Sunday, July 5, 2015

After the bag chase is over

Someone sent me a message recently to ask me about my life now. I try to comply with readers' requests. Here you go:

I wake up everyday next to a man who loves me. I sleep with one ear plug in my ear. His snoring is enough to wake a small army. It sounds like a combination of a tortured rhino and an industrial accident involving a saw. I don't sleep well at night for a variety of reasons. His snoring is one of them. Another involves the older male cat. He insists on trying to sleep on my feet. It doesn't matter how many times I move him or put him off, he comes right back. He is a smart feline. If you try to put him out, he will bang on the door with his front paws until you are forced to let him in. If I sleep past dawn, he will start licking one of my appendages with his abrasive tongue.

Sometimes, I have nightmares. I dream I am back in a dark place of my own making. I picture myself shivering on a curb somewhere too sick to move. I have dreams about my parents' house. I dream I am in the backyard, playing with leaves of grass. I am all alone, there is no one around me. As I see the clouds go by, I feel afraid. I decide to go in the house. My mother isn't there. The house is empty. It is ready for sale. I realize I am in my thirties and my mother has just died. I reach to touch her in the casket. Her hands are stiff, yet the fingers are the same. I smell the vinegar, I smell the tar choking me. All those years, I put up my arm. I am crying. I wake up to a paw in my eye.

I sleep with a sweatshirt over my face. I sleep with the sleeve over my eyes. Just like I did in jail. You don't get a pillow, just a rolled up sweatshirt. It works. It makes me feel at home. My bedframe is semi broken from children jumping on it. If the cats haven't woken me up, the alarm or the children will let me know it is time to rise and shine. I eat the same thing for breakfast every day for the past few years. Barbara's Oat cereal with vanilla soy milk. I like routines. Addicts like routines. I am older now. My back hurts a little. I eat my food while I give my kid's a chance to get up.

I drink tea instead of coffee. I started having panic attacks around four years ago. Recovery is not always fair. My panic attacks cause these mental loops where everything makes me feel like I am either dying of a heart attack or having a panic attack. I have trouble breathing, like a vice or metal corset is around my ribs. Everytime I breath in, it gets pulled a little tighter. My panic attacks haven't been as bad since I quit coffee and switched work locations. There is an open air crack market at the doughnut shop by my work. Everyday for a few years, I would walk through that area. It made my hyperviglant. That is life in the big city.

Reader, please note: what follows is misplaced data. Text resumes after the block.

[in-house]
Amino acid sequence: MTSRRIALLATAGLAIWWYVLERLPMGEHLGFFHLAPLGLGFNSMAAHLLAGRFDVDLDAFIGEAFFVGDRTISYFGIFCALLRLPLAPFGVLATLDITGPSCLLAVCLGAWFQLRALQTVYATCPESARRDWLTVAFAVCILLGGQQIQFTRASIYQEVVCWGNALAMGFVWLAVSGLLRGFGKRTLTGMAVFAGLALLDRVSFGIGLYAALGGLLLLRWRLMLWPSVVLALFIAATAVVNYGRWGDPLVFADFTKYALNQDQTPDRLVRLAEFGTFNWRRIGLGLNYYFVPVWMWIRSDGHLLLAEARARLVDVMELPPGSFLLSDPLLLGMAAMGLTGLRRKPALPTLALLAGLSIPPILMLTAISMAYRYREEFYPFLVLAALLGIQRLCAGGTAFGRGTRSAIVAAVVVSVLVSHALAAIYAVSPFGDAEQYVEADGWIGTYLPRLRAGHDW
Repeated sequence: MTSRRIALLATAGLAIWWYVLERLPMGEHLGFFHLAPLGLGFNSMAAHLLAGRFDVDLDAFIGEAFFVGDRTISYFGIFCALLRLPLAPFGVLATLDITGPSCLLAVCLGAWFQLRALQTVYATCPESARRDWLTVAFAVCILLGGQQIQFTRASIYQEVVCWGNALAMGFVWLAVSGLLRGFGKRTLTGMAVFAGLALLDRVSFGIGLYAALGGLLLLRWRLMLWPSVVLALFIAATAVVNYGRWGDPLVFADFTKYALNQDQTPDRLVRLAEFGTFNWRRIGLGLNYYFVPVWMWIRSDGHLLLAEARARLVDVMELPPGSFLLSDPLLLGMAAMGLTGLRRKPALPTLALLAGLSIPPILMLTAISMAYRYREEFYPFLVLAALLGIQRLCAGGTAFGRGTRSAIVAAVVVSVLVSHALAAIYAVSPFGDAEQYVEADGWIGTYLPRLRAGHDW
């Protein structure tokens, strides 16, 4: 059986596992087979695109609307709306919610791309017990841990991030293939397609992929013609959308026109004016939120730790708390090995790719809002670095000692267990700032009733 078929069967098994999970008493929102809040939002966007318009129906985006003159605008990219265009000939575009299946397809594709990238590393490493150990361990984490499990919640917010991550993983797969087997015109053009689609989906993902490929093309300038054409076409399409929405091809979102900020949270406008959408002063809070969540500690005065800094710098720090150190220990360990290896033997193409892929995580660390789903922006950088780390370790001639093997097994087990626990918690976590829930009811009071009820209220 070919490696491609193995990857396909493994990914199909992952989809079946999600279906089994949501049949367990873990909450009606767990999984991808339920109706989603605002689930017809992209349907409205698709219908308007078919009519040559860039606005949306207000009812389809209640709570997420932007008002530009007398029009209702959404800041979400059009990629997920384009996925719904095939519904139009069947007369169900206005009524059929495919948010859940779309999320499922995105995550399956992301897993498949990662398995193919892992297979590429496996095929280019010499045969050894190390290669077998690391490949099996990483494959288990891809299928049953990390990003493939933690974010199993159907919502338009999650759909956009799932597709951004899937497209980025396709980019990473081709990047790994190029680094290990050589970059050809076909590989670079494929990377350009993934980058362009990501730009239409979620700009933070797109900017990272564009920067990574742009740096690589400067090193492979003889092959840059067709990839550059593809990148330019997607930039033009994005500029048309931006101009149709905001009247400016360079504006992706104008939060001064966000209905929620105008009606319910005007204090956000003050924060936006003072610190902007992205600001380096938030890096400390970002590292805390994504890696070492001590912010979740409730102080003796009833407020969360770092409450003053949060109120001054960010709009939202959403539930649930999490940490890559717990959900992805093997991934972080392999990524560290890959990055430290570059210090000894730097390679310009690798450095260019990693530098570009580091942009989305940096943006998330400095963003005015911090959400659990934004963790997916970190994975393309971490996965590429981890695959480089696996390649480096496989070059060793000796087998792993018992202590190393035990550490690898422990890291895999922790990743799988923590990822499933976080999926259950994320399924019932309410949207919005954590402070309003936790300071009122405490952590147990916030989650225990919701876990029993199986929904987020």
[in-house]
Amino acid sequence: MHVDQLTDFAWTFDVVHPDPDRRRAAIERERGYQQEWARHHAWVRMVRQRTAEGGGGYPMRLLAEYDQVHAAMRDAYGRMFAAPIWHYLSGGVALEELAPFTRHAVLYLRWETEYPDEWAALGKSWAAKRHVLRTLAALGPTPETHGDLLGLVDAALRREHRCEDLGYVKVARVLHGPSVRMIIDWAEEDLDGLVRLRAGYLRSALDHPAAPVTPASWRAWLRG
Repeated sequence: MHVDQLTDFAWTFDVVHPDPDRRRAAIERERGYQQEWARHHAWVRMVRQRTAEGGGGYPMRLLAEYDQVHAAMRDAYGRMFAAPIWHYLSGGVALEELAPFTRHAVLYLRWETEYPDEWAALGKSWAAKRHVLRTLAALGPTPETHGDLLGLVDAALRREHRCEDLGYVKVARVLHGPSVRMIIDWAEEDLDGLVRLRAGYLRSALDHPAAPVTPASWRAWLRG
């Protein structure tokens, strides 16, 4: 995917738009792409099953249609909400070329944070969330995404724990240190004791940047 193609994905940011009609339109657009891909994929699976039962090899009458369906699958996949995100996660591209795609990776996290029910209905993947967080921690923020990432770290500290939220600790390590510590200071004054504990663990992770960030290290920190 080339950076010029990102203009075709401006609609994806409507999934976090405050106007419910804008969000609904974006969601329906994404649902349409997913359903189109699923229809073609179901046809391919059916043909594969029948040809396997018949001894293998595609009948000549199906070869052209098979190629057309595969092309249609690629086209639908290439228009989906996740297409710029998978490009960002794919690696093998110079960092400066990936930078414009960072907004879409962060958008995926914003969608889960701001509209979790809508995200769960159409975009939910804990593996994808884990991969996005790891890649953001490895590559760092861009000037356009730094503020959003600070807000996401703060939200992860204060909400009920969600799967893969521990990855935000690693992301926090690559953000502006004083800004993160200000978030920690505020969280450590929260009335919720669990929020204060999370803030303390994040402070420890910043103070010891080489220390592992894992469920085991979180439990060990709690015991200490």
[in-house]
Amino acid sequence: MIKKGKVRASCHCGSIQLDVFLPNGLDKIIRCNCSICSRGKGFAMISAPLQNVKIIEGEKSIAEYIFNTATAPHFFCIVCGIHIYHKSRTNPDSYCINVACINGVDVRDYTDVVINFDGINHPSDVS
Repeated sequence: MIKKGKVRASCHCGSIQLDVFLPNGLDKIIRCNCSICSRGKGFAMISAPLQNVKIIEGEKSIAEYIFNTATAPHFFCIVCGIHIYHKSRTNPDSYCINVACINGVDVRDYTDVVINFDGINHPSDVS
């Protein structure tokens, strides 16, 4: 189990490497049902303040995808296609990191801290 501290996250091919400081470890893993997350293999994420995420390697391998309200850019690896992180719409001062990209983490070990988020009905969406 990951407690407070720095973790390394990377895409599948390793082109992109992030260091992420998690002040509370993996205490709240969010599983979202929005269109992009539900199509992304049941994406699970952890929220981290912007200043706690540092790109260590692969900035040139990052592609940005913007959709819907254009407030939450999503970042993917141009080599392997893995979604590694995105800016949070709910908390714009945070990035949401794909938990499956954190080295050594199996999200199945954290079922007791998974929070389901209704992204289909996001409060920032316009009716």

I have a dog. She is older now. A 48 pound lab mix. She loves me. She follows me from room to room. She sits right next to me while I tend to the children. The three of them love me, too. The first one was planned, the second one was planned, the third one was planned too. I like a life full of plans. I like to not be scrambling for my next bag. Who am I going to get over on next? How am I going to have to degrade myself today? The past is gone though- POOOOOF. Like a puff of the smoke I used to blow in your face as I snarled "fuck you" and told you that you "could never understand."

I have a good job. I didn't used to. I lived in room in the Tenderloin for four years with no bathroom after rehab. There was no swanky apartment. No roommate situation. Just me in my tiny little room with almost no possessions. That was fine for me. That was all I needed. I own a home now. I own a home with my husband in the San Francisco Bay Area. I achieved the financially impossible. I took a bunch of my student loans and put them in the bank when the interest was 2% and 3% after I got tattooed and went on vacation. That was some of the money we used to buy a house. The hustle didn't die in me. The hustle in me is fucking strong. I just use it for good. I just got approved for some student loan forgiveness, too. Fuck yeah.